They say no person is an island, and this is certainly true in the area of personal health. Because when one of us is suffering, all those around us suffer. And when any of us makes a healthy change for the better, those around us typically benefit, too. Sometimes subtly, sometimes profoundly.
It may be that a family member ends up eating more fresh foods because of a change we’ve made in our shopping and cooking habits; or our friends wind up getting more exercise because we invite them to join us in our active pursuits. It may also be that someone near us simply observes the positive changes we’ve made, finds them inspiring, and decides to emulate them for him or herself.
But it doesn’t stop there: As we begin to enjoy more energy, vitality and equanimity, we tend to become more helpful and generous to those around us. As we feel less needy ourselves, we become more adept at recognizing and responding to the real needs of others. We have more to offer our community, and more inspiration and inclination to tackle big challenges we’d otherwise choose to ignore.
It’s wonderful that all these good things can happen — almost by accident — as a result of our taking responsibility for bettering our own bodies and our own little worlds. But what happens when we widen our focus and think about even broader domains of influence — our opportunities to contribute to large-scale positive change?
I think that depends on how much vitality and clarity of purpose we have available at a given time.
There’s no question that the more positive physical and emotional energy we enjoy, and the more authentic care and compassion we cultivate, the more wherewithal we have for investing beyond our own immediate needs — whether that means serving a local charity or making a stand for a social, political or environmental issue of global significance.
It’s also true that recognizing a greater purpose in your desire for personal well-being — from wanting to set a good example for your children to wanting to be an instrument of positive change in the world around you — can infuse your personal commitment to well-being with an extraordinary level of intrinsic motivation. That’s the kind of values-driven motivation that makes healthy choices easier, more satisfying and more sustainable over time.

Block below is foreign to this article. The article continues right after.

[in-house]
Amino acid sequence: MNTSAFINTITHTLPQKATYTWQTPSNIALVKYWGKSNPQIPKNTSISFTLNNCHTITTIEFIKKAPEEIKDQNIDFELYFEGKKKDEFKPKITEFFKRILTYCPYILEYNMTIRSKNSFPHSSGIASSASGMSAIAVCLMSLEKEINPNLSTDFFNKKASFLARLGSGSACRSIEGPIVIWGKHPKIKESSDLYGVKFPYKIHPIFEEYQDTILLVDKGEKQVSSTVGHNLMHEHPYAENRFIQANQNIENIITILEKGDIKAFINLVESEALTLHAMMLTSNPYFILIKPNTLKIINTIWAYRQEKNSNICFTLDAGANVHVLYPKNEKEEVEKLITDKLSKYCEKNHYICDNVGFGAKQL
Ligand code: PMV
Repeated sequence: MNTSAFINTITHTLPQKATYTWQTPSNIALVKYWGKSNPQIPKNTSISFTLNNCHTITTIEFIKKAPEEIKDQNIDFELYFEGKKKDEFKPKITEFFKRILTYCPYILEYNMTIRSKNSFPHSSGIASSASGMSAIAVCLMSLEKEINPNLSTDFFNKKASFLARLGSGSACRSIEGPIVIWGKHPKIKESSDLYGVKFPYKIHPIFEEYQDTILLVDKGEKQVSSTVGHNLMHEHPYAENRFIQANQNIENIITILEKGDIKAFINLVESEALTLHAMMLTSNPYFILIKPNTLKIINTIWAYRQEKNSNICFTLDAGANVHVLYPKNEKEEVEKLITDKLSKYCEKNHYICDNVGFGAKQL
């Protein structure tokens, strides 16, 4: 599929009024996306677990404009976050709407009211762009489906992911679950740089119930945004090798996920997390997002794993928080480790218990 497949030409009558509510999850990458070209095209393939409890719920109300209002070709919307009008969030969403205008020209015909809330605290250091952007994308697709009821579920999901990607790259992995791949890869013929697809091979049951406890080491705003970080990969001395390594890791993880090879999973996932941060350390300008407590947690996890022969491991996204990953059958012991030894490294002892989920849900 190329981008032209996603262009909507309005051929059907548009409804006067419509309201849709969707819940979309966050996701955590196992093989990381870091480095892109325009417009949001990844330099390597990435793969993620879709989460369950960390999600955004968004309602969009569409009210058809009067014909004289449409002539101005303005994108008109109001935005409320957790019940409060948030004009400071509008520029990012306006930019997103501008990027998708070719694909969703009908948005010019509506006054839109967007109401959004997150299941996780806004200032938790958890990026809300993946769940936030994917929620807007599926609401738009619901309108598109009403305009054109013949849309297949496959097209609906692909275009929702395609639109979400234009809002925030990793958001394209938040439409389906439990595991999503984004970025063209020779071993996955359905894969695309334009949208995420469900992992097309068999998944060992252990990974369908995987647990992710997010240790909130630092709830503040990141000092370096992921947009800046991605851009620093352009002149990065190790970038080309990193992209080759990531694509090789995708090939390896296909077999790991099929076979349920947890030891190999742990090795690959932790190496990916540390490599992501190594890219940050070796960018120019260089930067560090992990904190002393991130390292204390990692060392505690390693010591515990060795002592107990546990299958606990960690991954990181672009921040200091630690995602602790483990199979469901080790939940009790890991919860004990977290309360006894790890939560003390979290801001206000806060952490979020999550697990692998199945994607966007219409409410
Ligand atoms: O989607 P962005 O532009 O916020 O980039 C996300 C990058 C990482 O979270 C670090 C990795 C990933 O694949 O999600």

But no matter how grand your goals and vision, remember this:
Sustaining the energy for community- and world-bettering pursuits requires that you continue to nourish and care for yourself. Because if your appetite for serving everyone else exceeds your willingness to replenish your own stores of energy and joy, you risk burning out before you’ve accomplished much. You also risk becoming resentful and disgruntled in the process, and that sort of contraction doesn’t help anyone.
Amid all our other affiliations and obligations, each of us is first and foremost a citizen of the earth. And so on some level, our deepest responsibility (and privilege) lies in making ourselves of service — even in some small way — within this realm. But if contemplating that big picture overwhelms you, or if you’re currently so drained that you feel you have nothing to share, it may be that you need to focus your “get healthy” energy a little closer to home for right now.
Start by examining the state of your own choices, attitudes and behaviors — because if those aren’t coming from a place of awareness and abundance, any positive influence you can have on others will be blunted at best. Begin by making some healthy changes in your own life, then strive to become a positive influence on those closest to you. (This issue of Experience Life is full of great suggestions about where to begin.)
The great news is this: As your energy, capacity and vision grow, the benefits of your contributions will begin expanding in ever-wider concentric rings. Before long, they’ll begin washing up onto the shores of not just your family and friends, but also your social and civic networks, and the world we all share. And if that’s not reason enough to take good care of yourself and your loved ones, I can’t imagine what is.